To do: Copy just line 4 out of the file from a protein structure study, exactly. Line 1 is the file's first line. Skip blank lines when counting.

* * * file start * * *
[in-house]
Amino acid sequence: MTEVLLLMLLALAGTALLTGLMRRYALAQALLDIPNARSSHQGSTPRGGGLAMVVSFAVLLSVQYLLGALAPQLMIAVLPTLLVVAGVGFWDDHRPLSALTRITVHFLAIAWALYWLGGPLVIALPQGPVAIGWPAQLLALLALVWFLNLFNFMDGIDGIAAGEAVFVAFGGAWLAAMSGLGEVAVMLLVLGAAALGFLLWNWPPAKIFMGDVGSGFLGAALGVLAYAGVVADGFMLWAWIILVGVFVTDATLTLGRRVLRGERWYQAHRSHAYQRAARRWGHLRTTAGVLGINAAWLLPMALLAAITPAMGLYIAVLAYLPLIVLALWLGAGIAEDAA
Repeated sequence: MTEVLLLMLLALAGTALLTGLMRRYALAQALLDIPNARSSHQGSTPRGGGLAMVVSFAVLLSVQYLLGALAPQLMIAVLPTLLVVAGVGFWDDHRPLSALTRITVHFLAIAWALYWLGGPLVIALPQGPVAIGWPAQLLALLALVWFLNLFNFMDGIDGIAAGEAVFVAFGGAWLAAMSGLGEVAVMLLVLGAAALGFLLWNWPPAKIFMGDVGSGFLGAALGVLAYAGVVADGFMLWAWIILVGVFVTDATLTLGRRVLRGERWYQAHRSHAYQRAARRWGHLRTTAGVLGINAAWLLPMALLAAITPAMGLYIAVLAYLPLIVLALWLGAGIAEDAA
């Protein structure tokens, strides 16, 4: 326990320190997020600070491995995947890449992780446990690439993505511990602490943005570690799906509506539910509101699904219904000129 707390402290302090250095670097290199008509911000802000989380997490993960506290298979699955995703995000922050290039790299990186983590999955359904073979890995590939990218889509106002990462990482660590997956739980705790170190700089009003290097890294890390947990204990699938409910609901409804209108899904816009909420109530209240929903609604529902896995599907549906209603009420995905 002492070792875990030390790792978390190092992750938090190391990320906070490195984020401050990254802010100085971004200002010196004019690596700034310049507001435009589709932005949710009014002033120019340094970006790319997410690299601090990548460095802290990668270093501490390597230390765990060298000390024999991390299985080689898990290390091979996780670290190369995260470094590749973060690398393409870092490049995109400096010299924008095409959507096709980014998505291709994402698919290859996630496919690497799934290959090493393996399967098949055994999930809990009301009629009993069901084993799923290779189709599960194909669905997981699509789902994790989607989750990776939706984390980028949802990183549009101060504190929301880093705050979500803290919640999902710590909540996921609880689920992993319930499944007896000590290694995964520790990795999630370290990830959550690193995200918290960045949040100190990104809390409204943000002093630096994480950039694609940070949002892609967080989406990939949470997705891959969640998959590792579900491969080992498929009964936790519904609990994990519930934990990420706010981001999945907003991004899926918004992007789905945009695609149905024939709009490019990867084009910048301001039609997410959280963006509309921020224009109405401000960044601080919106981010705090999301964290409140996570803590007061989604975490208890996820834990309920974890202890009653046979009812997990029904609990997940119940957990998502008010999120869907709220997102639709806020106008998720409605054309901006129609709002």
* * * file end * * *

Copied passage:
């Protein structure tokens, strides 16, 4: 326990320190997020600070491995995947890449992780446990690439993505511990602490943005570690799906509506539910509101699904219904000129 707390402290302090250095670097290199008509911000802000989380997490993960506290298979699955995703995000922050290039790299990186983590999955359904073979890995590939990218889509106002990462990482660590997956739980705790170190700089009003290097890294890390947990204990699938409910609901409804209108899904816009909420109530209240929903609604529902896995599907549906209603009420995905 002492070792875990030390790792978390190092992750938090190391990320906070490195984020401050990254802010100085971004200002010196004019690596700034310049507001435009589709932005949710009014002033120019340094970006790319997410690299601090990548460095802290990668270093501490390597230390765990060298000390024999991390299985080689898990290390091979996780670290190369995260470094590749973060690398393409870092490049995109400096010299924008095409959507096709980014998505291709994402698919290859996630496919690497799934290959090493393996399967098949055994999930809990009301009629009993069901084993799923290779189709599960194909669905997981699509789902994790989607989750990776939706984390980028949802990183549009101060504190929301880093705050979500803290919640999902710590909540996921609880689920992993319930499944007896000590290694995964520790990795999630370290990830959550690193995200918290960045949040100190990104809390409204943000002093630096994480950039694609940070949002892609967080989406990939949470997705891959969640998959590792579900491969080992498929009964936790519904609990994990519930934990990420706010981001999945907003991004899926918004992007789905945009695609149905024939709009490019990867084009910048301001039609997410959280963006509309921020224009109405401000960044601080919106981010705090999301964290409140996570803590007061989604975490208890996820834990309920974890202890009653046979009812997990029904609990997940119940957990998502008010999120869907709220997102639709806020106008998720409605054309901006129609709002």